Many public health experts have also urged Georgians to wear masks in public as positive COVID-19 cases and hospitalizations continue increasing in the weeks following Memorial Day weekend in late May.
After weeks of testy back-and-forth, the battle between Kemp and Bottoms kicked up a notch Wednesday when the governor issued new orders explicitly preventing local governments from imposing mandates for masks, face shields and other kinds of virus-protecting gear.
Bottoms and Savannah Mayor Van Johnson rejected the move. Johnson, who was first to impose a citywide mask mandate on July 1, wrote on Twitter late Wednesday night that “Governor Kemp does not give a damn about us.”
“In Savannah, we will continue to keep the faith and follow the science,” Johnson said. “Masks will continue to be available!”
As of Thursday afternoon, more than 131,000 people in Georgia had tested positive for COVID-19, the disease caused by the novel strain of coronavirus that sparked a global pandemic. It had killed 3,104 Georgians.
This story has been updated to revise the headline and include an additional comment from Mayor Bottoms.
Gov. Brian Kemp signed a spate of bills Thursday that passed out of the 2020 legislative session on curbing surprise medical charges, temporarily licensing out-of-state dentists and extending Medicaid coverage for new mothers.
At a signing ceremony Thursday, Kemp highlighted the importance of signing health-care focused legislation as the COVID-19 pandemic continues to hit Georgia. More than 131,000 people had tested positive for COVID-19 in Georgia as of Thursday afternoon, including 3,104 people who have died.
“This is certainly an important moment and a historic step forward in my opinion for Georgia when it comes to health care,” Kemp said during the ceremony at Wellstar Kennestone Hospital in Marietta. ”Frankly, it couldn’t come at a better time as our state and our country face the greatest public health challenge that we’ve seen.”
State lawmakers passed numerous bills in the coronavirus-interrupted session that wrapped up last month. Many still await Kemp’s signature including COVID-19 liability protections for businesses and hospitals, home-delivery alcohol services and an excise tax on vaping products.
House Bill 888, by Rep. Lee Hawkins, R-Gainesville, aims to reduce the chances for patients to receive unexpectedly high hospital bills by requiring health insurers and health-care providers to settle cost disputes arising from emergency medical procedures performed by out-of-network providers.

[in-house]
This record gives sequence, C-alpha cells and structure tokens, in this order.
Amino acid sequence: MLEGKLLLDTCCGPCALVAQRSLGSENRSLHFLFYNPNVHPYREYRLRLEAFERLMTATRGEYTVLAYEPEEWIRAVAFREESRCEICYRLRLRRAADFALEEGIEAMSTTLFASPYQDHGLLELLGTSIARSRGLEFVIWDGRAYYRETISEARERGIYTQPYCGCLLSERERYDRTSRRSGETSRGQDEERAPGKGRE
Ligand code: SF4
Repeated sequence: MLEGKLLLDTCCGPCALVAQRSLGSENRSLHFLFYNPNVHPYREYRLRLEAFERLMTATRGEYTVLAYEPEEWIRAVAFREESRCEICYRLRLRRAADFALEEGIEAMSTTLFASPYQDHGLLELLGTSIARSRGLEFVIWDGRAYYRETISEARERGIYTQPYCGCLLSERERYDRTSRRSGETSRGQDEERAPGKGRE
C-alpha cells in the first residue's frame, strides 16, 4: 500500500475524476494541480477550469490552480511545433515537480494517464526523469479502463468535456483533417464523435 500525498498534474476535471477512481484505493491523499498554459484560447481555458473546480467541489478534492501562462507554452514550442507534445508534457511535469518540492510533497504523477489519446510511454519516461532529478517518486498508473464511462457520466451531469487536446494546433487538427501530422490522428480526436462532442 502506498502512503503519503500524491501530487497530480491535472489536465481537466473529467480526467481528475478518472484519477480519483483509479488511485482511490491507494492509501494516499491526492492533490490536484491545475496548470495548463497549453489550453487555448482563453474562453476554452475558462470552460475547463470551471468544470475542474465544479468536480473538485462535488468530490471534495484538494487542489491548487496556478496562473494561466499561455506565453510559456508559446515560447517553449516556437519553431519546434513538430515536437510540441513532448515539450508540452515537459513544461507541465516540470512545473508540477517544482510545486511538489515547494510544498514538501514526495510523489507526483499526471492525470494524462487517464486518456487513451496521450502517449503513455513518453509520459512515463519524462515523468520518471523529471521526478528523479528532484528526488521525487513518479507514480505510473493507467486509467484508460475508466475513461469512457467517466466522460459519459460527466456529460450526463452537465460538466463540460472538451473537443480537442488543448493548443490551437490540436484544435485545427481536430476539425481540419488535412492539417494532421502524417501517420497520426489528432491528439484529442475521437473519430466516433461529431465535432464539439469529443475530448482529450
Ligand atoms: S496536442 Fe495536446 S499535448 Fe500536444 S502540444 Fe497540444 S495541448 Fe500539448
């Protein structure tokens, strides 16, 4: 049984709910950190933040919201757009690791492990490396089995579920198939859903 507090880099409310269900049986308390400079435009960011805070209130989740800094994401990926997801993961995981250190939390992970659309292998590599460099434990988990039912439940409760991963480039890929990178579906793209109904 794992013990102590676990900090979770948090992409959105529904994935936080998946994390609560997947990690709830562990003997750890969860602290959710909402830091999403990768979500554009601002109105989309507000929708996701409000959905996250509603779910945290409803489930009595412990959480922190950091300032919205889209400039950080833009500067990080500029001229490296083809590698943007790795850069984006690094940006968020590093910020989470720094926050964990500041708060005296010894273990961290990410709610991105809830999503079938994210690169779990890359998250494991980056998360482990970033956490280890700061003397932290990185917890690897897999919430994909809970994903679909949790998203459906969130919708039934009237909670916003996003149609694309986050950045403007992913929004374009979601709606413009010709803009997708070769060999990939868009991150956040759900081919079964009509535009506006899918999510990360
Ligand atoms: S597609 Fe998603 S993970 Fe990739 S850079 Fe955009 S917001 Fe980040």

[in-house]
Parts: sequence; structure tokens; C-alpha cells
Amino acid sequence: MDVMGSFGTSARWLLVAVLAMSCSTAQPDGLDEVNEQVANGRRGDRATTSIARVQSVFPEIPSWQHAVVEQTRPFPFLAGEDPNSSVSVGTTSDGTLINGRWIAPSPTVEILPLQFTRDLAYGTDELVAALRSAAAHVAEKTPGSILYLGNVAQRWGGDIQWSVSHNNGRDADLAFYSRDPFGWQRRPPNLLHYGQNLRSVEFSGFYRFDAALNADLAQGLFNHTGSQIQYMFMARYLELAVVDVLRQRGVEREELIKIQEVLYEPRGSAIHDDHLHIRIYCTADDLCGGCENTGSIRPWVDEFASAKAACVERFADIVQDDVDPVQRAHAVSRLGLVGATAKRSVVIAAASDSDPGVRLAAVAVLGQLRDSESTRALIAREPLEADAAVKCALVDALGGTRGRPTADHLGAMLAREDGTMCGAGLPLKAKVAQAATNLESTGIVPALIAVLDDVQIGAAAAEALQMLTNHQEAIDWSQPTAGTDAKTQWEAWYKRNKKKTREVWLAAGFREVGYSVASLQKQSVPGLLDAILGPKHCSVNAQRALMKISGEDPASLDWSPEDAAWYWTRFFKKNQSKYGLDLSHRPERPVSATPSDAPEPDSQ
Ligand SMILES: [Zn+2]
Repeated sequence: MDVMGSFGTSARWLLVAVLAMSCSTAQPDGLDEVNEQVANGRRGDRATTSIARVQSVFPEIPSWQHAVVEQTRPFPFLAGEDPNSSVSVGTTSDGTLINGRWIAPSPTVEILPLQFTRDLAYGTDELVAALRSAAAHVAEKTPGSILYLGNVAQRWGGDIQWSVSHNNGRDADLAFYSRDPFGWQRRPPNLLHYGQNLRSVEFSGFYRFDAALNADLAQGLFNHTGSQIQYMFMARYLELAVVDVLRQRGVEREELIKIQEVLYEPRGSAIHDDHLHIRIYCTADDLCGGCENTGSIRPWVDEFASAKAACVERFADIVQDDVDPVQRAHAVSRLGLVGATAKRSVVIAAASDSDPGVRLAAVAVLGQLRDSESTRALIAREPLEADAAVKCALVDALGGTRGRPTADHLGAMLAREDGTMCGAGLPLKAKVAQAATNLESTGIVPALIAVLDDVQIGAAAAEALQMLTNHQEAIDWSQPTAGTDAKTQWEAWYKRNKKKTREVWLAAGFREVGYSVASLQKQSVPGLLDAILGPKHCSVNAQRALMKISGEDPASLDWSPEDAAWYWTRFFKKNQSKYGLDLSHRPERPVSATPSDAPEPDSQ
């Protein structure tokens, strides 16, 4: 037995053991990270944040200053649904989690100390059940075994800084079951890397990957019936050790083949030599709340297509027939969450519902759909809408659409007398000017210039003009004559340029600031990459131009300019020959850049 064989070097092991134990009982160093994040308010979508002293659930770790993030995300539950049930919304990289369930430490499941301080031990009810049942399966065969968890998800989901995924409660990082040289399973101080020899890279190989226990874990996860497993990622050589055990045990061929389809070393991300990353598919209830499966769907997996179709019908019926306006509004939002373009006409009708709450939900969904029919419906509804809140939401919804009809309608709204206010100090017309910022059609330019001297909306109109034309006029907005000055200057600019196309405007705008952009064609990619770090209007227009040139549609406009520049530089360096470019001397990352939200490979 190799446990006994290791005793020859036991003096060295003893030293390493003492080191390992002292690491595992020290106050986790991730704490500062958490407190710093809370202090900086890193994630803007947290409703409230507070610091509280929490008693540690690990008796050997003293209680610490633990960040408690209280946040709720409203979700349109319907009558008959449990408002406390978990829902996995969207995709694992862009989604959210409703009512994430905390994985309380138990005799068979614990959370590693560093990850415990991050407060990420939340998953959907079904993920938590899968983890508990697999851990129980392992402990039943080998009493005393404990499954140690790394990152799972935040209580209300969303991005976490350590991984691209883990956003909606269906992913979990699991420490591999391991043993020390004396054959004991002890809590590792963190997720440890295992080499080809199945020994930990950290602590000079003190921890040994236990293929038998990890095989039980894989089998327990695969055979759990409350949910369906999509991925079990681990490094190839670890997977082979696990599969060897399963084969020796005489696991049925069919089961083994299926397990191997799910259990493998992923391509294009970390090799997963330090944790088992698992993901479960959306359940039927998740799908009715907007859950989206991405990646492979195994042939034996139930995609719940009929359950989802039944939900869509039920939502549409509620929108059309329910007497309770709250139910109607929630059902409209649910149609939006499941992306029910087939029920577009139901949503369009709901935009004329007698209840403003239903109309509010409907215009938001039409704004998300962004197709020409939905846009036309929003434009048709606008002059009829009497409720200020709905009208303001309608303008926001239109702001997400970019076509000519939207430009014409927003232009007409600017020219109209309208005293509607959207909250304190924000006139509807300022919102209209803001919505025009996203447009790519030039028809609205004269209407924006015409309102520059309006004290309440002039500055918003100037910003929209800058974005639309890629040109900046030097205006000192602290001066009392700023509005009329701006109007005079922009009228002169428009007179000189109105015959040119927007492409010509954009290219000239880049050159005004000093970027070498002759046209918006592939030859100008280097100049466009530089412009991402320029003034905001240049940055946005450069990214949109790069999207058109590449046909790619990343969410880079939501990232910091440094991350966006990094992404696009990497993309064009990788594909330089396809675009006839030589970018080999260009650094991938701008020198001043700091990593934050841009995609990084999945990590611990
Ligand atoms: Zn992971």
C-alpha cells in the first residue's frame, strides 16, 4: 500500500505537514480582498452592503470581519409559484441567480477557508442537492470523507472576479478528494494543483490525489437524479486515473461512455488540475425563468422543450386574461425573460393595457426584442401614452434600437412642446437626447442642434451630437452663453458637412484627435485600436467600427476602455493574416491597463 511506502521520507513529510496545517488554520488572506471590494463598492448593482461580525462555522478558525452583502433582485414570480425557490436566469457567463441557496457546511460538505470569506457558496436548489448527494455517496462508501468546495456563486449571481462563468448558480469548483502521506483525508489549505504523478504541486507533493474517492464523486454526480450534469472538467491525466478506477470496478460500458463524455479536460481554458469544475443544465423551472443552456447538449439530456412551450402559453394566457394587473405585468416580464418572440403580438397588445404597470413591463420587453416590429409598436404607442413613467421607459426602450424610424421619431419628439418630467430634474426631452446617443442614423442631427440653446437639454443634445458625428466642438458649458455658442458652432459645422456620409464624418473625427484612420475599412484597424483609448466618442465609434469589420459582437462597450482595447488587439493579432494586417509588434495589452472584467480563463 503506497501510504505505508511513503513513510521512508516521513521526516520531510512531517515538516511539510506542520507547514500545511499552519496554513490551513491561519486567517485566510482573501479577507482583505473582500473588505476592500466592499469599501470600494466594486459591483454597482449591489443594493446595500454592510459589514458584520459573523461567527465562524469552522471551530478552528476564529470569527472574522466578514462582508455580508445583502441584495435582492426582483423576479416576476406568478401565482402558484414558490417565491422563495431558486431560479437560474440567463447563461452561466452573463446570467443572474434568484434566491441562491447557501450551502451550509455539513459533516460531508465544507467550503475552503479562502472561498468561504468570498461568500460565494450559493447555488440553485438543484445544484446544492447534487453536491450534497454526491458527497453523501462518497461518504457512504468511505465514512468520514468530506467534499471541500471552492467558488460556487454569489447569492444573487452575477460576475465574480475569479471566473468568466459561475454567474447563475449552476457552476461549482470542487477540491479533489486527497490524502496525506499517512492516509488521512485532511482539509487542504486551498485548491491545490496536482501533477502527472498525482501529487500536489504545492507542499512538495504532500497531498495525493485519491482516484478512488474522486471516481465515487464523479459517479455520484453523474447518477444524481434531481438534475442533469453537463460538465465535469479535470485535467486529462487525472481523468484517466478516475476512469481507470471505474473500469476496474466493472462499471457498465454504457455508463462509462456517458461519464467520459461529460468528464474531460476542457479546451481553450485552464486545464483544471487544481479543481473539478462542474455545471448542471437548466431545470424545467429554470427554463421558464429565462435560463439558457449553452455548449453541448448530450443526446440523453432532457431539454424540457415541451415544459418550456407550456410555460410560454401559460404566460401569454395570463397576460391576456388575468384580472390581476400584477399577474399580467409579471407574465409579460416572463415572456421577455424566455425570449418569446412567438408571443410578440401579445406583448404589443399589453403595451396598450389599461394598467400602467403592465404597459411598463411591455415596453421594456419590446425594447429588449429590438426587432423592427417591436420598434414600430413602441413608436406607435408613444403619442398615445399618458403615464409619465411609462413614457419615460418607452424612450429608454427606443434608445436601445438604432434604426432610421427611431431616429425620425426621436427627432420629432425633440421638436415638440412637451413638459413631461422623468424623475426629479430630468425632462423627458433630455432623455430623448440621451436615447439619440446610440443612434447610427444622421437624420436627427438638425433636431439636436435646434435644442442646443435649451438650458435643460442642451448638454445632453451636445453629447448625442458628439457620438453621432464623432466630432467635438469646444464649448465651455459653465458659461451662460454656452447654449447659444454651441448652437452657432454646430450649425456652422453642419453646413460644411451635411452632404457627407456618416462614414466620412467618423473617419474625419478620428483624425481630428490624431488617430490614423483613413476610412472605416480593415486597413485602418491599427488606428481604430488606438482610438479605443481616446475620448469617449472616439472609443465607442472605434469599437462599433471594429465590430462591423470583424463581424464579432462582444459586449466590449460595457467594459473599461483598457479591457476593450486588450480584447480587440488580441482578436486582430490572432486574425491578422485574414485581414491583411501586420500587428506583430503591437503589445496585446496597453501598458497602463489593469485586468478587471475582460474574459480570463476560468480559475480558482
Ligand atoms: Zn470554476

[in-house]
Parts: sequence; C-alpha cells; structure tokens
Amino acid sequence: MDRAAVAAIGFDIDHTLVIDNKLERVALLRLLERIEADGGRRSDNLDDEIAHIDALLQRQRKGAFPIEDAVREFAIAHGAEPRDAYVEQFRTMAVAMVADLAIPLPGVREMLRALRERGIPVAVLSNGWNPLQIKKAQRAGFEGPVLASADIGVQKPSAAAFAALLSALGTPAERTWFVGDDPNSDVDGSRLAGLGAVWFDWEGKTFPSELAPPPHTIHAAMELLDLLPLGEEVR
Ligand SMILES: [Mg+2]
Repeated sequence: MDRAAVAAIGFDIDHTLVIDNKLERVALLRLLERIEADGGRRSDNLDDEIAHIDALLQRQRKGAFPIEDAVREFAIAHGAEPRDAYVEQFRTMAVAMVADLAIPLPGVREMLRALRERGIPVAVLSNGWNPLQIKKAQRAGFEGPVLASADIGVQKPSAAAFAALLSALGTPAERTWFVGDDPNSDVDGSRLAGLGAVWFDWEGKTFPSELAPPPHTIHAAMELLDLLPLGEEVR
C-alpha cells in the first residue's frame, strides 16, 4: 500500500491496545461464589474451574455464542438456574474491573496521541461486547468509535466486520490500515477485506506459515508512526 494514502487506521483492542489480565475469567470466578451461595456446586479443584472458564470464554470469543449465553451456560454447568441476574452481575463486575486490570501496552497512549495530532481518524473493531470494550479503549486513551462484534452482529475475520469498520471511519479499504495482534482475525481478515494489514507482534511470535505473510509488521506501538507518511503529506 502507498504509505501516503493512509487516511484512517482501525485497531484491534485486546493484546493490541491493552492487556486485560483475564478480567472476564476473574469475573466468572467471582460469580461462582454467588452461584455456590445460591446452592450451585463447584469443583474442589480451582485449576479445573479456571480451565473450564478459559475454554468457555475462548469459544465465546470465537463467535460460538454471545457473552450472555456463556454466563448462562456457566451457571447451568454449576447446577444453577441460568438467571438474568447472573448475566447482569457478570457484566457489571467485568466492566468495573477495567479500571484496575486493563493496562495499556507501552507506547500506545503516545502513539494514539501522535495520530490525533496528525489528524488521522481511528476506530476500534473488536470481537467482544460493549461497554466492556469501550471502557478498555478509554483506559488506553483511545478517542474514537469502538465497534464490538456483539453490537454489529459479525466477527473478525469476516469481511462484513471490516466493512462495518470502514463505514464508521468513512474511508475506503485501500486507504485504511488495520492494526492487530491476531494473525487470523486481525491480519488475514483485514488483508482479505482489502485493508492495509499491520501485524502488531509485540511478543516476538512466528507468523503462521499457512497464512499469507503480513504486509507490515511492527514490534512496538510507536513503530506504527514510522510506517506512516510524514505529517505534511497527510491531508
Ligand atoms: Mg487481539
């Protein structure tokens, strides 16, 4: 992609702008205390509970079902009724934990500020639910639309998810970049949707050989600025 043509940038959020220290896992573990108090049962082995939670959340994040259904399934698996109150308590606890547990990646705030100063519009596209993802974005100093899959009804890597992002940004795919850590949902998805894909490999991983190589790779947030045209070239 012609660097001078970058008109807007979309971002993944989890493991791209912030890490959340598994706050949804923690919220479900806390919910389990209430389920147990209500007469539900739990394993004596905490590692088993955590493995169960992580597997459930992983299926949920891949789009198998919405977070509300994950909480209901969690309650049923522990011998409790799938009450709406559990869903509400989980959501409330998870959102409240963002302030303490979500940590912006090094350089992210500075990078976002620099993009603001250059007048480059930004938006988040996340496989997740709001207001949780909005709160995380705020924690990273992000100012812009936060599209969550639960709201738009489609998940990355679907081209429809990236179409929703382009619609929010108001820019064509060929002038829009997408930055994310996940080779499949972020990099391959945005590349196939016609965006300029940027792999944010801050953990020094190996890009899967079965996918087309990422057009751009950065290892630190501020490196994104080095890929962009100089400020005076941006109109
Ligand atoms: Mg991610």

Its companion legislation, House Bill 789, creates a rating system for hospitals based on how many medical specialty groups like anesthesiologists and radiologists are contracted. The bill’s sponsor, Rep. Mark Newton, R-Augusta, said the intent is to promote “truth-in-advertising” that can help curb surprise billing practices.
Another health-care piece of legislation, House Bill 1114 authorizes the state to apply for a federal waiver extending Medicaid coverage to new mothers for up to six months after birth instead of the current limit of two months. Sponsored by Rep. Sharon Cooper, R-Marietta, the bill also extends Medicaid coverage for breast-feeding and lactation care.
House Bill 521, by Rep. Houston Gaines, R-Athens, allows dentists licensed outside the state to temporarily practice dentistry in Georgia if they are serving low-income patients at clinics or charitable events. The temporary licenses will be valid for five days.
Other legislation Kemp signed Thursday includes:
House Bill 932 (by Gaines): Allows podiatrists in Georgia to organize professional corporations with other doctors and revises certification rules for podiatrists performing foot amputations.
House Bill 578 (by Rep. Katie Dempsey, R-Rome): Permits the state Department of Human Services to conduct criminal background checks on volunteers and interns.
Senate Bill 28 (by Sen. Lester Jackson, D-Savannah): Prohibits insurance copayments for health benefits plans from being set in a way that could “unfairly deny health-care services.”
Senate Bill 395 (by Rep. Ben Watson, R-Savannah): Sets terms for investments in mutual, trust and retirement funds, and revises terms on reserving proceeds from the sale of hospitals for indigent care.